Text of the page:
Emanuel picks former Preckwinkle chief of staff for city treasurer

By Evan Garcia

Kurt Summers Jr. speaks to reporters Wednesday after being appointed city treasurer by Mayor Emanuel.
Kurt Summers Jr. speaks to reporters Wednesday after being appointed city treasurer by Mayor Emanuel.

Mayor Rahm Emanuel appointed a politically connected investment executive to replace Stephanie Neely as Chicago’s treasurer when she leaves office next month.

Kurt Summers Jr. was once chief of staff to Cook County Board President Toni Preckwinkle. He is the grandson of Sam Patch, a top political strategist to Harold Washington, the city’s first black mayor. And he served as chief of staff to Patrick Ryan, the retired Aon Corp. chairman and pal of former Mayor Richard M. Daley, when Ryan headed the city’s failed effort to host the 2016 Summer Olympics.

The 35-year-old is currently senior vice president of Grosvenor Capital Management, a Chicago investment firm headed by Michael Sacks, an Emanuel confidant and fundraiser.

Emanuel lauded Summers’ background and values Wednesday at a press conference at the Harold Washington Cultural Center in the city’s Bronzeville neighborhood.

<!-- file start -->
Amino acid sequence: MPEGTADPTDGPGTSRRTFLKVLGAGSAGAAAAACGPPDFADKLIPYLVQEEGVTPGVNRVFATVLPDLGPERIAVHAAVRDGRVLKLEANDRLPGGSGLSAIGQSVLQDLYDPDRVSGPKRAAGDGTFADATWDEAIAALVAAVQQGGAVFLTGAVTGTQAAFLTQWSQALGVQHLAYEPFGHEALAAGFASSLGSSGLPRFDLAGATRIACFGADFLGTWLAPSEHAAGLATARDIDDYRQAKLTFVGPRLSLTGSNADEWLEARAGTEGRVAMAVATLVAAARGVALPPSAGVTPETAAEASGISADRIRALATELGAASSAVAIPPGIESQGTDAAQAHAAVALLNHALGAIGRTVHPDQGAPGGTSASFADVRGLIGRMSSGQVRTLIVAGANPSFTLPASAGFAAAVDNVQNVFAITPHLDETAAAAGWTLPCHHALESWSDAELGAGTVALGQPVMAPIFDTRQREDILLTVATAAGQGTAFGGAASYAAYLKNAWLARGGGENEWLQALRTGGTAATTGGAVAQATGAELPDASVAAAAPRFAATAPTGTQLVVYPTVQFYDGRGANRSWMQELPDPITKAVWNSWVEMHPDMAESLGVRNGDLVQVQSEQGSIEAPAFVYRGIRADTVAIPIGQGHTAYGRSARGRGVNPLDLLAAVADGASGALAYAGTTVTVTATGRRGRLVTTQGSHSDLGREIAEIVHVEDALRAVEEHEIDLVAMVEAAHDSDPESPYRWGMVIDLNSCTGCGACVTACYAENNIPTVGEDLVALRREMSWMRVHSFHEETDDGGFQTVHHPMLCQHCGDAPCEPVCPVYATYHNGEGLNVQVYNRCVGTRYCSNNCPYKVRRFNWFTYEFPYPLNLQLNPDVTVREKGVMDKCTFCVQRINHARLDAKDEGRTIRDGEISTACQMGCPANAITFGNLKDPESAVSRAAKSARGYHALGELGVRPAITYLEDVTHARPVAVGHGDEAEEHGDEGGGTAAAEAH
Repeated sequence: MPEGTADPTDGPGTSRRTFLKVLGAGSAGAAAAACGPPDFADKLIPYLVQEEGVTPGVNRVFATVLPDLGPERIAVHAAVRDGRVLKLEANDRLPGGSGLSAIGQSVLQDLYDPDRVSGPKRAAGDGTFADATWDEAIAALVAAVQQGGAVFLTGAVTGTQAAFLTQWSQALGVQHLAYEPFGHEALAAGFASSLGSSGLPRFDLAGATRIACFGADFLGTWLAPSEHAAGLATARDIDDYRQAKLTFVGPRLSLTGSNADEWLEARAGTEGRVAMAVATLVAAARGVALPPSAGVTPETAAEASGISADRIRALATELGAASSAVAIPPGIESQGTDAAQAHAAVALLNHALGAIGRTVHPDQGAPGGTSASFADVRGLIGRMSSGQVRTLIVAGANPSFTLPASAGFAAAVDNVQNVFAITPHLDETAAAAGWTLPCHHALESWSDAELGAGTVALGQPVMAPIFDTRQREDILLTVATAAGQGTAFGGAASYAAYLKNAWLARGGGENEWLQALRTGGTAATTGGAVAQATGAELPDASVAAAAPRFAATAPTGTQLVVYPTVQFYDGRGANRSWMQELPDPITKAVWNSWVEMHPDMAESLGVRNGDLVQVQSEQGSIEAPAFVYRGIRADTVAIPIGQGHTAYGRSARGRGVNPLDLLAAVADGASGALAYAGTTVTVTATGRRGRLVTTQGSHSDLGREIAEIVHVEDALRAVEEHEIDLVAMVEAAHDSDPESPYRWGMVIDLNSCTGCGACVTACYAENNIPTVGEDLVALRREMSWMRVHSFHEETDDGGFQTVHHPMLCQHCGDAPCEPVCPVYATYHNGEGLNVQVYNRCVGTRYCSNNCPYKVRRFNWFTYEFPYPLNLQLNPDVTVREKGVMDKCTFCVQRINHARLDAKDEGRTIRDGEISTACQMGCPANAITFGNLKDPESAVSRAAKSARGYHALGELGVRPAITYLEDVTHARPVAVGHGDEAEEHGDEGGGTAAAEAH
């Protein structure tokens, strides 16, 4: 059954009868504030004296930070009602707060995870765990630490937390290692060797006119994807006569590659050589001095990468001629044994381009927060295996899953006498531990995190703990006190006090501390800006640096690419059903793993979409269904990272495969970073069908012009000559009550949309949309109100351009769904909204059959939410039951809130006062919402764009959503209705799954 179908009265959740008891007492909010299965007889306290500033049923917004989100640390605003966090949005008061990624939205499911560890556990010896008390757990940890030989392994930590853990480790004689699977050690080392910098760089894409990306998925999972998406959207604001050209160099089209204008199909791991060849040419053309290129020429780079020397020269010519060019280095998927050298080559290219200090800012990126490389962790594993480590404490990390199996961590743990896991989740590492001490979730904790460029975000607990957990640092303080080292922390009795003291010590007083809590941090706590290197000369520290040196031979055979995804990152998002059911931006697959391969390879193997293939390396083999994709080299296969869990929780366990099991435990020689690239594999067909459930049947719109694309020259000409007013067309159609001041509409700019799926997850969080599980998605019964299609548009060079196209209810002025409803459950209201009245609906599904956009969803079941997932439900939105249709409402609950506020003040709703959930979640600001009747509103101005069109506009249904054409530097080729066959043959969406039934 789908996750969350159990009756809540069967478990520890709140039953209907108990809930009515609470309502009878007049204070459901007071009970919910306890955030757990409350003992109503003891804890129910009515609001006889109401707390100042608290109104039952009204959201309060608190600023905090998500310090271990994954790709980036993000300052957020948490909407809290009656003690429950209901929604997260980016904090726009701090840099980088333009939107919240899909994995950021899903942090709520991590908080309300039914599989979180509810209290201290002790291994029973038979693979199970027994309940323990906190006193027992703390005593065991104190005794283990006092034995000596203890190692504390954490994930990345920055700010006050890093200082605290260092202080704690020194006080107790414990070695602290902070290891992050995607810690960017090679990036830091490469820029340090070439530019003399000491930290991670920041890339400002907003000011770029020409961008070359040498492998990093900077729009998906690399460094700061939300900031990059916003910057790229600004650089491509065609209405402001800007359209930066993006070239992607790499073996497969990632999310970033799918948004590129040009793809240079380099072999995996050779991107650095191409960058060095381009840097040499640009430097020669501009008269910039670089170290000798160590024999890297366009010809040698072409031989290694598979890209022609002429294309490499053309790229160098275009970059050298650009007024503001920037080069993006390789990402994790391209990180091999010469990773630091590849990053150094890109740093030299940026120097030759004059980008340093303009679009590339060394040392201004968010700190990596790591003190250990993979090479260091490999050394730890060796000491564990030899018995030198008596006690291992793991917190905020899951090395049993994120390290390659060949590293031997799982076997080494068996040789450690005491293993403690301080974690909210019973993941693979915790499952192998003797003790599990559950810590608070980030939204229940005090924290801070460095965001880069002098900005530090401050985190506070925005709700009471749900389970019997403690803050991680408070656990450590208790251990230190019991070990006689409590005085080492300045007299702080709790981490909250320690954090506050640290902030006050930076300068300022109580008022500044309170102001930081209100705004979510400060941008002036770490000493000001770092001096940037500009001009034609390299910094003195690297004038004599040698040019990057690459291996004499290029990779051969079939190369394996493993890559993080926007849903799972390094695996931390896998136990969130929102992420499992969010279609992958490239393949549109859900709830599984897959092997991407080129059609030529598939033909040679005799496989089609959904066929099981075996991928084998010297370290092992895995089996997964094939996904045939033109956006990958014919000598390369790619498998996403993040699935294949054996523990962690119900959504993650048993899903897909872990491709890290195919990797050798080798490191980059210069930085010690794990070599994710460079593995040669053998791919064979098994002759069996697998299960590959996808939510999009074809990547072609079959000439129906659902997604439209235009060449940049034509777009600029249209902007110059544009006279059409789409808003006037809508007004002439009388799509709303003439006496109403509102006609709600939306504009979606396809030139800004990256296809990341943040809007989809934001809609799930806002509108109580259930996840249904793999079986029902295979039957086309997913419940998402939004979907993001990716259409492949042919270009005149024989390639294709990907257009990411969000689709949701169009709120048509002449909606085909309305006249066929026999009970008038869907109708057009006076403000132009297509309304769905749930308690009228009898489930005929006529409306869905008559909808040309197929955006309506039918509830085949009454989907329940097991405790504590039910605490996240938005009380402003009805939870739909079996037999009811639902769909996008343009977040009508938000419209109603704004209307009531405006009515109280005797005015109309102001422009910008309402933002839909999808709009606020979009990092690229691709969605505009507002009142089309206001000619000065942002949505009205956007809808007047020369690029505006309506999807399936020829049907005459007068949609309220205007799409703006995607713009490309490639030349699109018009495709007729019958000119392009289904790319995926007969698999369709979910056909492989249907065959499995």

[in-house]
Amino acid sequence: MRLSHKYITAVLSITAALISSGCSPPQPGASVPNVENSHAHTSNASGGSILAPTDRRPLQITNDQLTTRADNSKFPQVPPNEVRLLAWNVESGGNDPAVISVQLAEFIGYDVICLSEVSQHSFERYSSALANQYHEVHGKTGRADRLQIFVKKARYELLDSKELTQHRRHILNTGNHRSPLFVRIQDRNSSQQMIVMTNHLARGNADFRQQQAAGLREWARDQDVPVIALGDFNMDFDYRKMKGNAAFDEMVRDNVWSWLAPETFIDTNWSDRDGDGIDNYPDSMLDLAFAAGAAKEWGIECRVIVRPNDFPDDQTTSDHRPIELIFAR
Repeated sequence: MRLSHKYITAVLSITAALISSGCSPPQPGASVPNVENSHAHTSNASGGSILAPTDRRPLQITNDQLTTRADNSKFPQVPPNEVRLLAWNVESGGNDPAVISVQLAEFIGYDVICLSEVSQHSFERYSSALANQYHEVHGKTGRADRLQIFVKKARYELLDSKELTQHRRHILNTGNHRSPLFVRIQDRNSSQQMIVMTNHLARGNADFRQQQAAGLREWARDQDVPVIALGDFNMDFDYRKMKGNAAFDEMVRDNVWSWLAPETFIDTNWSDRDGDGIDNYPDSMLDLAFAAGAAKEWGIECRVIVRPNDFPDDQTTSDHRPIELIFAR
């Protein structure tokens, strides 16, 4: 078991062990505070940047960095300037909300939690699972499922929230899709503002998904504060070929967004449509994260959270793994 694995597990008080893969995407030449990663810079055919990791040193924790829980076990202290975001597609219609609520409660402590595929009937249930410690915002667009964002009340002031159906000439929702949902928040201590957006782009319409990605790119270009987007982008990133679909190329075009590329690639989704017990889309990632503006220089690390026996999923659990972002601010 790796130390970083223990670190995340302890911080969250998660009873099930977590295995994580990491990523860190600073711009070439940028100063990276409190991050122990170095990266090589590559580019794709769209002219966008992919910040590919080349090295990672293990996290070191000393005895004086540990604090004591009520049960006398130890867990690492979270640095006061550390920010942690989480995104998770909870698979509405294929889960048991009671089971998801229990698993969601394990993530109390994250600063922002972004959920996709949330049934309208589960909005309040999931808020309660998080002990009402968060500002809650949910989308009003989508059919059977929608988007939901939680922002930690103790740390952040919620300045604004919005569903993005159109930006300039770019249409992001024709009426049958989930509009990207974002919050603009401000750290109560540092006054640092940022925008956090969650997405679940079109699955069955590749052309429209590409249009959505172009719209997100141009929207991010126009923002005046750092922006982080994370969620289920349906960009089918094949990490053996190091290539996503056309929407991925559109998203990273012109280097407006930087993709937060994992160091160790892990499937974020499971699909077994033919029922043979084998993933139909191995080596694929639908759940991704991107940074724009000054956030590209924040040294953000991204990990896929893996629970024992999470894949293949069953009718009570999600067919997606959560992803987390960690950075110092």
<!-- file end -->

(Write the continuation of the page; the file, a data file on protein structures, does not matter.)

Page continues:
“He has the energy, the work ethic and the integrity to hit the ground running,” Emanuel said.

As a Harvard Business School graduate, Summers could make a good living in the private sector, but he “understands the calling and responsibility that comes with public service,” Emanuel said.

Some reporters questioned whether the mayor was giving Summers a leg up on the competition by appointing him four months prior to the city’s February elections. Neely took office in a similar fashion when her predecessor, Judy Rice, stepped down months before the February 2007 election.

The mayor defended his appointment by alluding to the city’s massive pension problem. “There are 20 board meetings on pension decisions,” Emanuel said. “I think the taxpayers, the retirees and the employees deserve better than a seat warmer.

“I’m not handing it over to the guy who wants it next,” he added. “He has to make his case to the public.”

The Civic Federation, a fiscal watchdog group, reported that Chicago’s 10 public pension funds are underfunded by a whopping $37.3 billion. State law requires a $550 million payment to the police and fire pension funds in 2016. Emanuel was mum on a plan to pay that bill in his budget address last week and is pushing for pension reform in Springfield later this year.

Summers underlined his intention to win over the public by promoting financial rejuvenation throughout the city, although he didn’t provide details.

“If I’m hired by the people of the city of Chicago this February, this office will be a driving force in partnership with the mayor and the City Council to continue to create opportunity and invest in every neighborhood in Chicago,” the South Side native said.

Neely announced her resignation and intention to return to the private sector Monday after serving as treasurer for eight years.

Summers’ appointment requires City Council approval.